The publicity that comes with “increased visibility of breaches” heightens the long-term costs, says KPMG director Matthew Martindale. For companies that operate in Europe, new rules due to take effect in May 2018 could make the problem even worse. The European Union’s General Data Protection Regulation (GDPR), which the U.K. also plans to adopt, will require companies to make a good faith effort to notify authorities of breaches within 72 hours. This could do more damage to stocks of companies that suffer a hack, explains Laila Khudairi, head of enterprise risk at insurance firm Tokio Marine Kiln, since many will have
to go public with news of an attack before they’ve defeated it. (The penalty for not speak ing up: up to 2% of a company’s global revenue.) U.S. companies doing business in Europe are rushing to adjust, with 68% planning to spend between $1 million and $10 million on upgrades and 9% spending more than $10 million, according to consulting firm PwC.
It’s cybersecurity firms, of course, that benefit most from such upheaval. Spending in the space is expected to jump from an estimated $86 billion this year to $108 billion in 2020, according to research firm Gartner. As cyber defense has grown in importance, scores of companies have joined the competition, from narrowly focused startups to tech giants to diversified consultancies like Deloitte. In that crowded field, we found these prominent names most intriguing.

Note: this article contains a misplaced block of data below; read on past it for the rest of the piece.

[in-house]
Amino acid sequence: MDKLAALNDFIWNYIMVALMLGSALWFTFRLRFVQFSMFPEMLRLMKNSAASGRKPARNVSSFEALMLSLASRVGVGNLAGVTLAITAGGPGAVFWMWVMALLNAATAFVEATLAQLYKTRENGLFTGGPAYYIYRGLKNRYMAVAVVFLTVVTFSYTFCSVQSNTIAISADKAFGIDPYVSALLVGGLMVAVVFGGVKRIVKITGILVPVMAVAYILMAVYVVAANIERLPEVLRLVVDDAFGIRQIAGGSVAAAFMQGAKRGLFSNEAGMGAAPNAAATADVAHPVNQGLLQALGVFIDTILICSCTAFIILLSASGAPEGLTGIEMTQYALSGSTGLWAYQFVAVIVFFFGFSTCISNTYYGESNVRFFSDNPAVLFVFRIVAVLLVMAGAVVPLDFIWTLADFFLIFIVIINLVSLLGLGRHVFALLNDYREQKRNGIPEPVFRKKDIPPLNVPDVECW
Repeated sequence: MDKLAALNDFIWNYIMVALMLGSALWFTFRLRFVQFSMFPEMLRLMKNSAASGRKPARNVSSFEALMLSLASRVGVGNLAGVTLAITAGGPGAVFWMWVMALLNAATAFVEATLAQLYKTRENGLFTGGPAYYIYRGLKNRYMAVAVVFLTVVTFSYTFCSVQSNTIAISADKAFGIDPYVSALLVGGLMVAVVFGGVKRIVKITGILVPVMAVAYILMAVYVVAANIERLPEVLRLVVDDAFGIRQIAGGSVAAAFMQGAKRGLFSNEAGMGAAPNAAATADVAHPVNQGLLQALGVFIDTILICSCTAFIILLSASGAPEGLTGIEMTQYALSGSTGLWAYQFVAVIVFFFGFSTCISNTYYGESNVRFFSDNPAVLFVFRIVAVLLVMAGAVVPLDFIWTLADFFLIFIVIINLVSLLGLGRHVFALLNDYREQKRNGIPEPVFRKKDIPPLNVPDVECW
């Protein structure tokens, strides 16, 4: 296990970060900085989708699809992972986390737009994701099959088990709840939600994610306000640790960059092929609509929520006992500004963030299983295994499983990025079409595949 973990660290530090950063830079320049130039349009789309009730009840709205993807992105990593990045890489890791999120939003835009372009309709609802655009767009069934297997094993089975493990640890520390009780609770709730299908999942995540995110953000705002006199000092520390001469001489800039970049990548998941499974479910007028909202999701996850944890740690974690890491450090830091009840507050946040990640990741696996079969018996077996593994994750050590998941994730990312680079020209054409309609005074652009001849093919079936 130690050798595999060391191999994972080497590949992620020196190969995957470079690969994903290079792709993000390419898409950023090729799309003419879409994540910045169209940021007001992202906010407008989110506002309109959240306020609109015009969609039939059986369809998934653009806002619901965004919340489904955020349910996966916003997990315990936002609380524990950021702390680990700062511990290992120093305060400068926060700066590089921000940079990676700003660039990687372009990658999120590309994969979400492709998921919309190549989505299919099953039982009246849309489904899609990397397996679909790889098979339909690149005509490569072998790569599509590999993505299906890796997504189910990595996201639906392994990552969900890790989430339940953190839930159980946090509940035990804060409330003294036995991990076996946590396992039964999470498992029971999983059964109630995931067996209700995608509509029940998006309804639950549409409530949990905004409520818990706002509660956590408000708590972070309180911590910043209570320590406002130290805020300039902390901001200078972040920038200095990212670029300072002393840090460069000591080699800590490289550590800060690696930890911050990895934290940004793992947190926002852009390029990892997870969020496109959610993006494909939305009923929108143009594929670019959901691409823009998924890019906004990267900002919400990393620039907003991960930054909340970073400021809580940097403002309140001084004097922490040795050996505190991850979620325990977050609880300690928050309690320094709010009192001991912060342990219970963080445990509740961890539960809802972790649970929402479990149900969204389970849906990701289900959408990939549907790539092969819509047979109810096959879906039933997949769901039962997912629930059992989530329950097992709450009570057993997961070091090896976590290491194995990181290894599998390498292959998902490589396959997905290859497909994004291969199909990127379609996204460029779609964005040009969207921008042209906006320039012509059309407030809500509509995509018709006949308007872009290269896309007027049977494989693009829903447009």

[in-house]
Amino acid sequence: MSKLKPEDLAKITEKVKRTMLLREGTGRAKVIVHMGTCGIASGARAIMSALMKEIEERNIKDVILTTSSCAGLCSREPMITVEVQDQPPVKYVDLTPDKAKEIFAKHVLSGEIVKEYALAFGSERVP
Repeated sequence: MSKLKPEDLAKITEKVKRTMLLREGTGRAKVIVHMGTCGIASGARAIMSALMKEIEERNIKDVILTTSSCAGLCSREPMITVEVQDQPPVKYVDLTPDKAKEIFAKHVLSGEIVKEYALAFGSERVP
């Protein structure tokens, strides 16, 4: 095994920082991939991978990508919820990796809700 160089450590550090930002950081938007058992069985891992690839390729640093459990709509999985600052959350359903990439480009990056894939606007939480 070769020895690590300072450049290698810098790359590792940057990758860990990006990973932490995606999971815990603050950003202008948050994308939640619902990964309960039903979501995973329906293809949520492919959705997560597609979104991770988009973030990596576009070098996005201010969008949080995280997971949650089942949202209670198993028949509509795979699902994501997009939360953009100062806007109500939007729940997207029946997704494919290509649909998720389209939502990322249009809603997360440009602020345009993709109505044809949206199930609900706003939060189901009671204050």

A fairly new player among the cybersecurity elite, Palo Alto Networks (panw) made a name for itself with a firewall that controls how data flows within and around a company’s corporate infrastructure, allowing a customer’s security team to control which applications connect and regulate traffic from other devices. “They’ve been the disrupter in the network security space,” says Saket Kalia, a Barclays analyst, and its sales have shown it: Palo Alto’s revenues jumped 248% between 2013 and 2016, to $1.4 billion.
The stock has been volatile, however, and it currently trades at 34% below its highs from the summer of 2015. A recent slump accelerated in February when Palo Alto missed
analysts’ revenue-growth expectations for the second quarter. One of the reasons for the stumble: The company is transitioning to a subscription model for its products. Previously, Palo Alto primarily licensed out software, so any given sale was a one-time affair. But under the subscription model, customers pay to remain on the platform and choose which Palo Alto products they need, a process the company hopes will create stickier customer relationships and enable it to become consistently profitable. Palo Alto’s subscription and service revenues have risen to 62% of sales, from 44% in 2014. And the stock’s recent slide gives investors the chance to buy at cheaper levels, notes Oppenheimer analyst Shaul Eyal.